Review: Fullmetal Alchemist Brotherhood Part 3

Edward Elric and his brother Alphonse Elric continue their quest to restore their bodies after a terrible accident involving alchemy. Part three of this series reveals the main antagonist; the history on the tortures in Ishbal and forges more depth into the plot. Striking new characters are introduced, including the ‘Ice Queen’ Olivier Armstrong, as the Elric brothers head north to Fort Briggs, where it is the survival of the fittest.

If you haven’t watched parts one and two of Fullmetal Alchemist: Brotherhood, then it’s best to go out and watch them as soon as possible. If you’re a fan of the original 2003 anime and are putting off watching this ‘re-make’, then put it off no more. Part two already shows how vastly different the original series is, and it won’t feel like you’re watching the same thing again. Even though part one was probably too fast-paced, the following parts make up for that as you’re plunged deeper into this more intricately woven plot.

Part three of Fullmetal Alchemist: Brotherhood contains episodes 27-39 and after the first episode – a re-cap of what’s happened previously – it’s not long before you’re thrown straight back into the action. From here on, the plot gets considerably darker: hostages are used to make sure the Elric brothers and Mustang stay obedient; a main character struggles with a Jekyll and Hyde situation; and Hawkeye gives a gritty re-telling of the horrors of the civil war in Ishbal. However, this part moves the story onto a new location which is that of Fort Briggs up in the northern part of the country.

The thing with Fullmetal Alchemist: Brotherhood is that it can afford to go on different story arcs whilst maintaining the interest and not deviate too much from the story. In this series, all different parts of the story are linked together in character development and history, which has subtle implications of being important for the final climax. Every point made is significant, and despite a huge proportion of the characters being in the same standard military uniform; somehow each character is different in looks and movements, making this show unique within itself. What may feel like a digression will later make you realise its significance and for that, this anime is very clever in doing so.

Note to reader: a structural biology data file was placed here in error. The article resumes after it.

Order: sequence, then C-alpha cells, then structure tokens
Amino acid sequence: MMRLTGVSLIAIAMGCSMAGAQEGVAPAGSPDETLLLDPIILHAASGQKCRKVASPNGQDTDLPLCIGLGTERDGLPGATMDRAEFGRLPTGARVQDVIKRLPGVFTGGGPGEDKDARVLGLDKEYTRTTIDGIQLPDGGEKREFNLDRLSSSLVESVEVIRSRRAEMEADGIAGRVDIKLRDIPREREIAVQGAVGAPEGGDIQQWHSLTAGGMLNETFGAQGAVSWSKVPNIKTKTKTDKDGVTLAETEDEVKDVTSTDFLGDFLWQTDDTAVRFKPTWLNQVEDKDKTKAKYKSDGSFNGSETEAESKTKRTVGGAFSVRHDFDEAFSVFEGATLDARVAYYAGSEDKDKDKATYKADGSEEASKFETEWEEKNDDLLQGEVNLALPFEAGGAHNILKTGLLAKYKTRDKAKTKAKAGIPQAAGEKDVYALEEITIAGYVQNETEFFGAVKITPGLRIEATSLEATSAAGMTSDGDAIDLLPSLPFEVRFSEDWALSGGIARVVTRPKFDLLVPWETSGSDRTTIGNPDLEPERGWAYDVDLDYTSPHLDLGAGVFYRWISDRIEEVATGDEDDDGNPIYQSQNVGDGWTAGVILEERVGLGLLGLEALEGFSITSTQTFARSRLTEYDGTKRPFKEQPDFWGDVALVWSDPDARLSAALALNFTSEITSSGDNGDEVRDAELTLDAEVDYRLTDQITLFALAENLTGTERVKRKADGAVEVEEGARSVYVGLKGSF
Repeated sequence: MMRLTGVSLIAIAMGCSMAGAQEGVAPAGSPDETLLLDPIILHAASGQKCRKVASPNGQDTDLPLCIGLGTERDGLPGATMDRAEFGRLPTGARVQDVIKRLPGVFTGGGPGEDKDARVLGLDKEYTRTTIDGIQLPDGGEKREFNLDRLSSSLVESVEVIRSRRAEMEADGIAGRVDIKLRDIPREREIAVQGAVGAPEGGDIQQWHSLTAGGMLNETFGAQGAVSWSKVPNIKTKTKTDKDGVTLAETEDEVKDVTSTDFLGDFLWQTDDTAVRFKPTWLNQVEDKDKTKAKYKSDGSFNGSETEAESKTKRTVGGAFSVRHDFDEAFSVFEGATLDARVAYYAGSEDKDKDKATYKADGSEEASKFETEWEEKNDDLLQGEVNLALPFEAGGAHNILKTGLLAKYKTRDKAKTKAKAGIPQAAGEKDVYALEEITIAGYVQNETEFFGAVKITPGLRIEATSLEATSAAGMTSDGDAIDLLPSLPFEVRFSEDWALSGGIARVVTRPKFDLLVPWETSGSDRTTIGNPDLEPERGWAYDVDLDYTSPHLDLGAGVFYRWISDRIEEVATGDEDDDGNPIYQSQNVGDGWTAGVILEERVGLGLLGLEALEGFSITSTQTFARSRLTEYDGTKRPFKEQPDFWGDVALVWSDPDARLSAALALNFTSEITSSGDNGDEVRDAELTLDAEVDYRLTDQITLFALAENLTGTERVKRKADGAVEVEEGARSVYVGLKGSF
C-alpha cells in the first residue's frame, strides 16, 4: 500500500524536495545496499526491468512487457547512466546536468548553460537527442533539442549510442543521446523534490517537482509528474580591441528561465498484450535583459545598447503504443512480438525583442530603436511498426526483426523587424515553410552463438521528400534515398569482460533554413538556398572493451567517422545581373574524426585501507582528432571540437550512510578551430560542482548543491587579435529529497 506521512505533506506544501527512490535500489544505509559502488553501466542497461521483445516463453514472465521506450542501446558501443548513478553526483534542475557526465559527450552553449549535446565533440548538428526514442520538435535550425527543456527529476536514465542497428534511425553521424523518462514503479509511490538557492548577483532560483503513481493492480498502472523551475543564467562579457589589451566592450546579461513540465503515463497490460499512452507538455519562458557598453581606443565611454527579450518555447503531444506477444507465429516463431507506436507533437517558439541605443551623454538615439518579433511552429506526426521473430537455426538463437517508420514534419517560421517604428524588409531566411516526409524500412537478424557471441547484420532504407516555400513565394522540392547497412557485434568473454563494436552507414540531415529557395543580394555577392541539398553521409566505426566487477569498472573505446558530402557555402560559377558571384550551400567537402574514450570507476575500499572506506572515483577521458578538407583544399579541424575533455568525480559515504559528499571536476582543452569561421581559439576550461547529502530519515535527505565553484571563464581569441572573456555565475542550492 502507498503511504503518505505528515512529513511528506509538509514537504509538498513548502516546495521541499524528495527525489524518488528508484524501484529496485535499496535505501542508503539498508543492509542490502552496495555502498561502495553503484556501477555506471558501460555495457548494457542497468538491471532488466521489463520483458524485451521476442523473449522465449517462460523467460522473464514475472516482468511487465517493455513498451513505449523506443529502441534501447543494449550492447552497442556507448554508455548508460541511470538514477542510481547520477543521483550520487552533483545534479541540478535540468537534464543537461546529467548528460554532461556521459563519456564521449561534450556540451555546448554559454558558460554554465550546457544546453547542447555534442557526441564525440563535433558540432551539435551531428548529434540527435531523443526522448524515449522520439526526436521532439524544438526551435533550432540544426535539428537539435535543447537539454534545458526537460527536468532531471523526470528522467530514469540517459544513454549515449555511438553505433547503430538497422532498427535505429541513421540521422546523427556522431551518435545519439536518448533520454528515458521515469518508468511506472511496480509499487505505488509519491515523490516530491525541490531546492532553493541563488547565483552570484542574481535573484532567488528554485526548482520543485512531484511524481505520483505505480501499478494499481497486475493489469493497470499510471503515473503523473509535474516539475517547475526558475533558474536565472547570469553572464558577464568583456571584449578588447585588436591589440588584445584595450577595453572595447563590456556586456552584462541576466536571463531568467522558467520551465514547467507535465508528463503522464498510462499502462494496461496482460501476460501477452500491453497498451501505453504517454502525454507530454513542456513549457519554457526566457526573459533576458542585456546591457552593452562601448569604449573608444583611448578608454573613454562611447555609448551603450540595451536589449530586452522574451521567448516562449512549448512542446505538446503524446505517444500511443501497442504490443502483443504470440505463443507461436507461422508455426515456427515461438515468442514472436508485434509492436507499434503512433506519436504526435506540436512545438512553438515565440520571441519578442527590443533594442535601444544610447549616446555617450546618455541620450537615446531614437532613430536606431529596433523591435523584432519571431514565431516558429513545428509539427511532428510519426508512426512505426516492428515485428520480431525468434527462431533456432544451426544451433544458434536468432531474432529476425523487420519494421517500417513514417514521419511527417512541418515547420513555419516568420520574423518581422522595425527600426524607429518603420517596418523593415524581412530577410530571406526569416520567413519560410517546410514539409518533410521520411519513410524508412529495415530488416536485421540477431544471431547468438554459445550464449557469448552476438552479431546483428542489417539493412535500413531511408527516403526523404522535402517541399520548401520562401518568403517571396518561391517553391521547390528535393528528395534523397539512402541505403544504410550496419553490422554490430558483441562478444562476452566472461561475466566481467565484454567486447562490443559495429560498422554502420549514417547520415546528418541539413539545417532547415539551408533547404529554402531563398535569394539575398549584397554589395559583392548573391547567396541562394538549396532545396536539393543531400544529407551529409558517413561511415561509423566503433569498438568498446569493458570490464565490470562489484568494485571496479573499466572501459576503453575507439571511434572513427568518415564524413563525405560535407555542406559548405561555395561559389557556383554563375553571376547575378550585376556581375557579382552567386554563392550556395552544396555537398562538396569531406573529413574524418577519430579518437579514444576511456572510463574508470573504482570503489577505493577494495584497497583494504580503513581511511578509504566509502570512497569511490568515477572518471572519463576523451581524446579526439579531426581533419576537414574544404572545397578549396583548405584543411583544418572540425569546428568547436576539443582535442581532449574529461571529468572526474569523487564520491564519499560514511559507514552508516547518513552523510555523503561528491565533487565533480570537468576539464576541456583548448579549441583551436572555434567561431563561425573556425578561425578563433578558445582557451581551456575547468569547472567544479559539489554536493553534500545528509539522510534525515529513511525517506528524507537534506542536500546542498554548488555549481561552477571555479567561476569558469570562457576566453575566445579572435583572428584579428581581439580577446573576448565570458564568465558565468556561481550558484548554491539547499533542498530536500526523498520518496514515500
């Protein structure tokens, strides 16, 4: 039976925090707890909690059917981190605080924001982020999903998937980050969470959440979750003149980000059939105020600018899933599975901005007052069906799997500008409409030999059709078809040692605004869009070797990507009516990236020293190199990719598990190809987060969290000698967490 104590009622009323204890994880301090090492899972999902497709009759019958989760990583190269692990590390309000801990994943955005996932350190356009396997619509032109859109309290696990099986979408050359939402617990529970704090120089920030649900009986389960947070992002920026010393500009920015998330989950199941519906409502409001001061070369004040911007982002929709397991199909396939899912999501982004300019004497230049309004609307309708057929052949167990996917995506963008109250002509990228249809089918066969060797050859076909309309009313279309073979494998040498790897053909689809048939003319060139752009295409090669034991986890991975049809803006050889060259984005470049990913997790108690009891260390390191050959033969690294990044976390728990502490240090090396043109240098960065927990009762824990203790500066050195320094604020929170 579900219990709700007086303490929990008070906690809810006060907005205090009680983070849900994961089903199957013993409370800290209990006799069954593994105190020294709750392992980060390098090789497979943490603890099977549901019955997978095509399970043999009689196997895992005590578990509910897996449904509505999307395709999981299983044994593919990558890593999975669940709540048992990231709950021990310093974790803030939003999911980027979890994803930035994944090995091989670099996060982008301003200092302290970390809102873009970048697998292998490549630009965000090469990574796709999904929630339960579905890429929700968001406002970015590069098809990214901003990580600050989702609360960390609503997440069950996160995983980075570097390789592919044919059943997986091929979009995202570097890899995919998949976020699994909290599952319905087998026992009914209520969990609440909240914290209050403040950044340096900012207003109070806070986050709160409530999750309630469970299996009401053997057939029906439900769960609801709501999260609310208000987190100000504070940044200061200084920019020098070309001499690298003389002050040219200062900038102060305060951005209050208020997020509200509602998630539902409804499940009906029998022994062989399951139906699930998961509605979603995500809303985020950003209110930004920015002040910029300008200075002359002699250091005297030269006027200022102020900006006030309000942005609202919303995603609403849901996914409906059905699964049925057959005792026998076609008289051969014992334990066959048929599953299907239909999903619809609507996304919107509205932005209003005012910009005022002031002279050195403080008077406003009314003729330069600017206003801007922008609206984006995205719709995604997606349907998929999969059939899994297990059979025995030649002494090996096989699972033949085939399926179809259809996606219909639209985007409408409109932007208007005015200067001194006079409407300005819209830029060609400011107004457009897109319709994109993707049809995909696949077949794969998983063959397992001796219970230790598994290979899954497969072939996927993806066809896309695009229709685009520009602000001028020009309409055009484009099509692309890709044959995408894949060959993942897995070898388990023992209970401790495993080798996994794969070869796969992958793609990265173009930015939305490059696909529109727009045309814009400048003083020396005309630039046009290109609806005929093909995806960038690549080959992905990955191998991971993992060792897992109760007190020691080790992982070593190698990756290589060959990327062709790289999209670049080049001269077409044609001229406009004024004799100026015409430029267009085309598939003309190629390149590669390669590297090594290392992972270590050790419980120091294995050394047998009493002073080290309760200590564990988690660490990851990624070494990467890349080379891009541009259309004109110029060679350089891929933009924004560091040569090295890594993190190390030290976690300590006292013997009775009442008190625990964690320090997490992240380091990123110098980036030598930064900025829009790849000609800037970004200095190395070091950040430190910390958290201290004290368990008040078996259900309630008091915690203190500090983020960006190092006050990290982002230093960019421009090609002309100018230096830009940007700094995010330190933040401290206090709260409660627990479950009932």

This rough northern landscape is the setting of most of the episodes and needless to say the story is just as compelling as ever with a clever balance of important dialogue and stunning action scenes. The animation is simply superb, but if you look past the initial animation of the characters and look in the background you will see every single solider and unimportant background figure differs from each other. The music of the series echoes the striking and harsh land of the north and links nicely with the characters.

In both Japanese and English dubs, there are outstanding performances with notable voice actors on both sides doing a wonderful job at bringing the characters to life and is worth watching in both Japanese and English. The special features in the DVD include two episode commentaries with some of the voice actors from the American cast which are as insightful and entertaining as always. It is worth knowing that unlike parts one and two, part three is not on Blu-Ray after the distributor Manga UK announced they would not release any more Fullmetal Alchemist: Brotherhood Blu-Rays in December last year. Nonetheless, the DVD quality the animation is still to a very high standard.

Whether you are fan of anime or a rookie to the anime world, then it’s fair to say that Fullmetal Alchemist: Brotherhood is certainly one of the best places to start. You will not be let down by the breath-taking plot, the diverse characters and the overall uniqueness of this stunning anime.

Fullmetal Alchemist: Brotherhood Part 3 is out now.

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